If you can avoid it in any way, don’t walk away from your home loan and declare personal bankruptcy. That’s my thought; keep your commitments if you can. Walking away is the easier way out but it will cost all of us. If you aren’t in a position of having to walk away, just hang in there and see what the new plan holds in a few months’ time.

Will the Government Bail out My Home Loan?

Taxpayers will carry the burden of the federal government bailout.

The government proposes buying “toxic” loan portfolios from lenders; this will essentially write off their bad debt (with certain conditions and promises) and allow the lending markets to reignite over the next several years. However, like a really long train, it will take time for this baby to get rolling again.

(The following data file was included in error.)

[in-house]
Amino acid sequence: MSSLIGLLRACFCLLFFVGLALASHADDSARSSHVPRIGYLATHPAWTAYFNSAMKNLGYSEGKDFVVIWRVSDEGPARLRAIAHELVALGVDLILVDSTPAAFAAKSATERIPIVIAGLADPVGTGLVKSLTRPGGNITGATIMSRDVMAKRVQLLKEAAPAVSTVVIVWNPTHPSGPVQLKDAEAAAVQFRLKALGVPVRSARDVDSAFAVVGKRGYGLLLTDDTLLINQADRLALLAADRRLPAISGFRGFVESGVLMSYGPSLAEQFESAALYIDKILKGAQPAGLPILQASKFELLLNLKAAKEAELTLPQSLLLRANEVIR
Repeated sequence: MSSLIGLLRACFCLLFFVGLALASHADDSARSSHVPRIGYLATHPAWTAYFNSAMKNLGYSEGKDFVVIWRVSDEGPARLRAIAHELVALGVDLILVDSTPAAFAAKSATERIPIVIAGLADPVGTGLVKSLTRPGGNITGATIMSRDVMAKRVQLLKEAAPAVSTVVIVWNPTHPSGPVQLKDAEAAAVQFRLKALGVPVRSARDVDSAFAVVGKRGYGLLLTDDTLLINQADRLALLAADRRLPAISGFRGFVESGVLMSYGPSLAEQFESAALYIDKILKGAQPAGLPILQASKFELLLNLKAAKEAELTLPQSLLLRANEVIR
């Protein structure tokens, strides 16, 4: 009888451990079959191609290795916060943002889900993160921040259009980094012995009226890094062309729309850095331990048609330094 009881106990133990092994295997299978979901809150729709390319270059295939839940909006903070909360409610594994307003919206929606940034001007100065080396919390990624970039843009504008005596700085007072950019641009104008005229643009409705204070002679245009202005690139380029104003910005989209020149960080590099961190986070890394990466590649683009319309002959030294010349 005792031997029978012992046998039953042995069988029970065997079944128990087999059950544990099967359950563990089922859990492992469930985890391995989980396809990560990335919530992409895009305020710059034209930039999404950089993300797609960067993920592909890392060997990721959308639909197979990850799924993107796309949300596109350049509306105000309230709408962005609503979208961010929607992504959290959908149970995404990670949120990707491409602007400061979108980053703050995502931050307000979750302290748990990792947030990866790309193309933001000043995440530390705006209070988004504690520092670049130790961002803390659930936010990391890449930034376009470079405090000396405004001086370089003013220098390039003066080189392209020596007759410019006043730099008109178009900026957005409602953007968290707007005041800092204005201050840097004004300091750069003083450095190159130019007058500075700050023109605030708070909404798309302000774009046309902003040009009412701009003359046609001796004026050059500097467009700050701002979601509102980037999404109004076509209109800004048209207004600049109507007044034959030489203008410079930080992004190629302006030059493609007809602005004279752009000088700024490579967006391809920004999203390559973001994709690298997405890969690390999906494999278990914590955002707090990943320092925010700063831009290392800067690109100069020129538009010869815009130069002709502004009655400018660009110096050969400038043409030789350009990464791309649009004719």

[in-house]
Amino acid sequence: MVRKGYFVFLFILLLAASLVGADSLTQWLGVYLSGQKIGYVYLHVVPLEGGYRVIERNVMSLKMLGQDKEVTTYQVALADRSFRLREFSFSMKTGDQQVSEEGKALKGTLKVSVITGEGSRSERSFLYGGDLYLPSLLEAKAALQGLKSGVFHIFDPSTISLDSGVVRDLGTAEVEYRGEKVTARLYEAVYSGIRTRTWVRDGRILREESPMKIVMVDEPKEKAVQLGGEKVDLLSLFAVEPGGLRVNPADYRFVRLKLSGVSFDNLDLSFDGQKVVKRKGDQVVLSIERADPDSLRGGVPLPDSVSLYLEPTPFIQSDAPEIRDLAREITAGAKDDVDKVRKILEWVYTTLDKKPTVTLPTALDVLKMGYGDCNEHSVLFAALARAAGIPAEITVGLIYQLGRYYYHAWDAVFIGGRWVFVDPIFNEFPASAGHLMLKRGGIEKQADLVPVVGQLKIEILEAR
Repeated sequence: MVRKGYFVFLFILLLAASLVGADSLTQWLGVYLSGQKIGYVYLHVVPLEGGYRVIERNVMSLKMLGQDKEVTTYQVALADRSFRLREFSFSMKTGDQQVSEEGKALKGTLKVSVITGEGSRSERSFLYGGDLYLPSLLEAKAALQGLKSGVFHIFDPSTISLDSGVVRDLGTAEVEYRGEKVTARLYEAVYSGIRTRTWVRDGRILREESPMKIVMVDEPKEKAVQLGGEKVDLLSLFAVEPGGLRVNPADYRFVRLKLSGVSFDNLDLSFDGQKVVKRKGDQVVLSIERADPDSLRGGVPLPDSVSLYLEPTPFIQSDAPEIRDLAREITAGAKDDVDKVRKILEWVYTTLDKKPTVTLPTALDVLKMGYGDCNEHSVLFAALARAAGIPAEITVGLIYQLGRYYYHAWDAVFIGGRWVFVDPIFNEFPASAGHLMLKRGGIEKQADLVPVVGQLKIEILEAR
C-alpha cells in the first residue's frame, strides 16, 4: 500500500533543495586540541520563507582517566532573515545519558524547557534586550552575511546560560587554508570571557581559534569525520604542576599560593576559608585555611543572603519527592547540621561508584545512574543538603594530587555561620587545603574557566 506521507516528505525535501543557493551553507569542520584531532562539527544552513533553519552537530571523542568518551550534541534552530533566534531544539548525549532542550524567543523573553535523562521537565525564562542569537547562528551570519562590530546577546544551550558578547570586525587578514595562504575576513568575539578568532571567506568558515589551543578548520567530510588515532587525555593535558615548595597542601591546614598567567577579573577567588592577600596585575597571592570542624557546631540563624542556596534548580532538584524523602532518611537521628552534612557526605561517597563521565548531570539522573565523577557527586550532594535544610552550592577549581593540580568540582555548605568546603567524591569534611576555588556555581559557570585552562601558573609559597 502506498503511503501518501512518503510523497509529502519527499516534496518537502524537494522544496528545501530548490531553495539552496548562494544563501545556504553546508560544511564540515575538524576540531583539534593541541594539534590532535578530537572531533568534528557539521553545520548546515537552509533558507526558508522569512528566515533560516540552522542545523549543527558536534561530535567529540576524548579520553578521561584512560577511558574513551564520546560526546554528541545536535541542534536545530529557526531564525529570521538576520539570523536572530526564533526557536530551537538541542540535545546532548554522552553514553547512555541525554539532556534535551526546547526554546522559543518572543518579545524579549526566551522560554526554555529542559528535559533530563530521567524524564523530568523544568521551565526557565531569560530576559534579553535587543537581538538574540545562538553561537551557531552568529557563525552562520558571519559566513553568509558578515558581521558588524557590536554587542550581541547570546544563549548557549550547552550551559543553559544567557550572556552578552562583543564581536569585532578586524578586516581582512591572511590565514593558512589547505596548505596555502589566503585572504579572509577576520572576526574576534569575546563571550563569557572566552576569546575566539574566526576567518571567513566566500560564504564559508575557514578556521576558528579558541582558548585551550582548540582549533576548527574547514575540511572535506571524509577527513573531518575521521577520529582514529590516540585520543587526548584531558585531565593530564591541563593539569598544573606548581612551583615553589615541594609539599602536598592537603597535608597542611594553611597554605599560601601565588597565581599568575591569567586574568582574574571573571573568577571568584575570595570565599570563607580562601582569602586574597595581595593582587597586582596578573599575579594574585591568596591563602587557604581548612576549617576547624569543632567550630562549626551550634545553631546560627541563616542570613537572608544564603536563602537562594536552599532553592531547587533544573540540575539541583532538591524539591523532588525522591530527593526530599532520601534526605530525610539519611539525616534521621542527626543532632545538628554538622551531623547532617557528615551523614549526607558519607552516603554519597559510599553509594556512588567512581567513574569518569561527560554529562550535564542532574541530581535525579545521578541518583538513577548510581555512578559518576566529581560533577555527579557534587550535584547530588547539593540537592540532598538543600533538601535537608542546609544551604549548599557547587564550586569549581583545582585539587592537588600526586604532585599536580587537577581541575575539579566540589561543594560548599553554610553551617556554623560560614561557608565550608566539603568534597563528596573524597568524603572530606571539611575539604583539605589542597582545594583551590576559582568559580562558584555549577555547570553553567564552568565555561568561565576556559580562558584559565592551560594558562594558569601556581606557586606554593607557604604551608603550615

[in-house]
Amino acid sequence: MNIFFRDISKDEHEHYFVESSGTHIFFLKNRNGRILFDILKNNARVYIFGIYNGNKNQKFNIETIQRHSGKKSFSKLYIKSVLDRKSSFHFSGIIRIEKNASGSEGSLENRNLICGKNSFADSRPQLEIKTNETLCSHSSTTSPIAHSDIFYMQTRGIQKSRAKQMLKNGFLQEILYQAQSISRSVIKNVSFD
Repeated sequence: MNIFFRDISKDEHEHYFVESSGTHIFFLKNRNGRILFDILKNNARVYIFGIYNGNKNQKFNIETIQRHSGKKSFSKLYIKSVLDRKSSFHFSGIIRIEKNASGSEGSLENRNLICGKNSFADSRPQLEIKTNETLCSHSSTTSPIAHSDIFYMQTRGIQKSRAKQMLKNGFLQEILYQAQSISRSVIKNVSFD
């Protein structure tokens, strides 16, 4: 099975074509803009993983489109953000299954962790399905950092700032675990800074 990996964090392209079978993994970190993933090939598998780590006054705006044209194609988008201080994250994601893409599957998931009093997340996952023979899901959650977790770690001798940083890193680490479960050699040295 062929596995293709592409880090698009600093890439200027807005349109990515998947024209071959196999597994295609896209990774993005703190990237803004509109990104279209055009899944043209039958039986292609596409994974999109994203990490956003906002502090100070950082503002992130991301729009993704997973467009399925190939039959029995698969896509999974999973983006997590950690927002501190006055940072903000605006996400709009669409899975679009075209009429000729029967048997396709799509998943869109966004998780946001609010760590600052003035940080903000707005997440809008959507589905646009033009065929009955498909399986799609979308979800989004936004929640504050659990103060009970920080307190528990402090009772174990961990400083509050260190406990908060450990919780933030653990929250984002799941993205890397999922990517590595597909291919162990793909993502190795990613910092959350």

But what do we do in the mean time to fund businesses that keep people employed? And will it help use keep our homes while things slowly rebound? That will depend mostly on how well the US Government does in managing up to a trillion dollars worth of mortgage-backed securities and the underlying mortgage notes of American homeowners.

The Federal Government Could Be Your New Mortgage Holder

Essentially all those high interest rates on homes that may not even be worth the amount of the note will belong to Uncle Sam. Scary thought that the same people who allowed the crisis in the first place will now manage all that debt on behalf of us the taxpayers!